An innovative wetland restoration project that combined efforts to conserve waterfowl habitat and improve water quality in the Snake River watershed was recently completed by DU and partners in Idaho. The Marsh Creek Restoration Project was designed and constructed specifically to restore productive wetland habitat for waterfowl, while reducing high levels of sediment, phosphorous, and bacteria in Marsh Creek, a tributary of the Snake River. Wetlands not only provide vital habitat for waterfowl and other wildlife but also serve as natural filters, removing large volumes of sediment and other pollutants from streams, rivers, and lakes.
The Snake River is a vital resource for fish and wildlife in Idaho and is the focus of DU's Snake River Plain Initiative. Marsh Creek and the Snake River are both listed by the State of Idaho as having impaired water quality.
This project took place on the 19,000-acre Six S Ranch near Declo, Idaho. The ranch teamed up with DU to develop a restoration plan, which involved the diversion of creek flows through several wetland basins along a five-mile stretch of the creek to remove pollutants and restore wetland habitat. Low dikes were constructed and water-control structures were installed to provide water-control capabilities in wetland areas. Rock weirs and water-diversion structures were also built at three points along the creek to allow water to be channeled into restored wetlands. Native grasses will be seeded around these wetlands to provide nesting cover for waterfowl.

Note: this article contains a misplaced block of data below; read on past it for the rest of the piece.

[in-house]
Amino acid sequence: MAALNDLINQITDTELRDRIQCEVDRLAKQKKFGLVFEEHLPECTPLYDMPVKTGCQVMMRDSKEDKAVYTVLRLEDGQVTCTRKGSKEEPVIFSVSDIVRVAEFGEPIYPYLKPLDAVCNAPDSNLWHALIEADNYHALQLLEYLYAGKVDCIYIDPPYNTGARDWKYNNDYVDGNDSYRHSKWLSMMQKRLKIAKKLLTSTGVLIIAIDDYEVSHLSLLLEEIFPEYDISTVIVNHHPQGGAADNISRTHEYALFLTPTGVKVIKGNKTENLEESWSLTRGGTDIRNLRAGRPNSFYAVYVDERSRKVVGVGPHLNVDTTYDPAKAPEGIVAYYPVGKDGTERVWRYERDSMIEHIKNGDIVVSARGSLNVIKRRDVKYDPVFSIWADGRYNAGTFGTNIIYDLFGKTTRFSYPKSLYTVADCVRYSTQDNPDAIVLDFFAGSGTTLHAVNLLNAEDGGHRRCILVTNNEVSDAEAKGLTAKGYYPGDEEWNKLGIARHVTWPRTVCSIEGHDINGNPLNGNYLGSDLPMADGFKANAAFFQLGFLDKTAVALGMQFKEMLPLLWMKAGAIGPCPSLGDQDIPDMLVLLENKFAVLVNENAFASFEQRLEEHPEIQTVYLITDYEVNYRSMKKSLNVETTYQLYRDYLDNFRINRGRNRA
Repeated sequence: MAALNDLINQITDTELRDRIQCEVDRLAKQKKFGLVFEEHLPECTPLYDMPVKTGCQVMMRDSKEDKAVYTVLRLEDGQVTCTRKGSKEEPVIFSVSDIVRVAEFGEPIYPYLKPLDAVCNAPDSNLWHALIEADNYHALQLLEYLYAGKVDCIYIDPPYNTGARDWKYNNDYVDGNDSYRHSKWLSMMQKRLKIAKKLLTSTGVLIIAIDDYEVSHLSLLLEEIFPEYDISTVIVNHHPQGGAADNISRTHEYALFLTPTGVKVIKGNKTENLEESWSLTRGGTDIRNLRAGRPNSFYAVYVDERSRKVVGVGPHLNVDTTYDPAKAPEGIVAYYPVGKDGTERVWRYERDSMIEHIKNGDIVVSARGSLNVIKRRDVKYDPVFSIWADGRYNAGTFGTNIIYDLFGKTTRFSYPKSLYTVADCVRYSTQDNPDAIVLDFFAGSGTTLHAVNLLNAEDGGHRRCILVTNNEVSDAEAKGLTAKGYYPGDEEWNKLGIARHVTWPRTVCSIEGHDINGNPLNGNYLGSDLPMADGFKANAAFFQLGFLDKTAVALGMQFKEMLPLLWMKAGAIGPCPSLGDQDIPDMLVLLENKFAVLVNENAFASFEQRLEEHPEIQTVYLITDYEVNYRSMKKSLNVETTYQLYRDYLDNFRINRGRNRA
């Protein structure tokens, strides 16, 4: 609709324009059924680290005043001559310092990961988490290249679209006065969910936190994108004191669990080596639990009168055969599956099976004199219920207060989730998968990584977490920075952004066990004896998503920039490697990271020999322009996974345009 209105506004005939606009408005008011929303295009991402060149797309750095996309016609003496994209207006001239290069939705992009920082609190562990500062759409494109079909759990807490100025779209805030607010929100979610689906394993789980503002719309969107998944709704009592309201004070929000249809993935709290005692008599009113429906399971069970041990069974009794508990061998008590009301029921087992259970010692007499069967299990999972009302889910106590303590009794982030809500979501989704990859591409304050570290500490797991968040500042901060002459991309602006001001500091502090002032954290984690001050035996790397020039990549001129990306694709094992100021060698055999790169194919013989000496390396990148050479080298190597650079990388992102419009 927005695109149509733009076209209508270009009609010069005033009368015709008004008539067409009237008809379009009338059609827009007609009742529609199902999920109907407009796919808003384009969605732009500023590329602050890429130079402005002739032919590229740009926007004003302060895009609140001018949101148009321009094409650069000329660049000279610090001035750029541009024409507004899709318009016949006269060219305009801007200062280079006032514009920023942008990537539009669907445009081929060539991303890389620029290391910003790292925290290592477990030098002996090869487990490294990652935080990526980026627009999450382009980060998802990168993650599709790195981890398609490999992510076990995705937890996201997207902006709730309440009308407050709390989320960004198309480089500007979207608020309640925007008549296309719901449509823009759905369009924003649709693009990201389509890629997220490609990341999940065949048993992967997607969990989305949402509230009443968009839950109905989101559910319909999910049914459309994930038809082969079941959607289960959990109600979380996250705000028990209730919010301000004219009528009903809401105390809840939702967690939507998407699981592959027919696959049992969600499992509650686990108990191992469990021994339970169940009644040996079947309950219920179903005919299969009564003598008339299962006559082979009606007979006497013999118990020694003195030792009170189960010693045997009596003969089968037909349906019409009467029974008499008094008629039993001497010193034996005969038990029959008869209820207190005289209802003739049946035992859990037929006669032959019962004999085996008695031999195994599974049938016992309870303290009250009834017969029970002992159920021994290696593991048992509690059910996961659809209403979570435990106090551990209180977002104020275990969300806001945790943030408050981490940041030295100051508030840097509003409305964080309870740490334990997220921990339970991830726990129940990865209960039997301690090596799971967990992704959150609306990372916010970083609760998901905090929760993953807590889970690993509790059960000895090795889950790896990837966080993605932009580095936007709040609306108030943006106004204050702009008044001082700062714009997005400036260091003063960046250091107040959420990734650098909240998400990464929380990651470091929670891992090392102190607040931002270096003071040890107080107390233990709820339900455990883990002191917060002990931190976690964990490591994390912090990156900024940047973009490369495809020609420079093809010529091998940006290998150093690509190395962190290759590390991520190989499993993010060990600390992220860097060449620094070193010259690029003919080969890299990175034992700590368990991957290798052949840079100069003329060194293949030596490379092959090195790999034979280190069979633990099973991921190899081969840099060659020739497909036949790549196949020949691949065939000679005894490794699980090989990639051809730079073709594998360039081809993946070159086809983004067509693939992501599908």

DU was awarded $125,000 from the Idaho Department of Environmental Quality for this project. Additional project funds were contributed by the Six S Ranch, Idaho Department of Fish and Game, and the U.S. Fish and Wildlife Service. DU provided in-kind technical assistance to complete this work.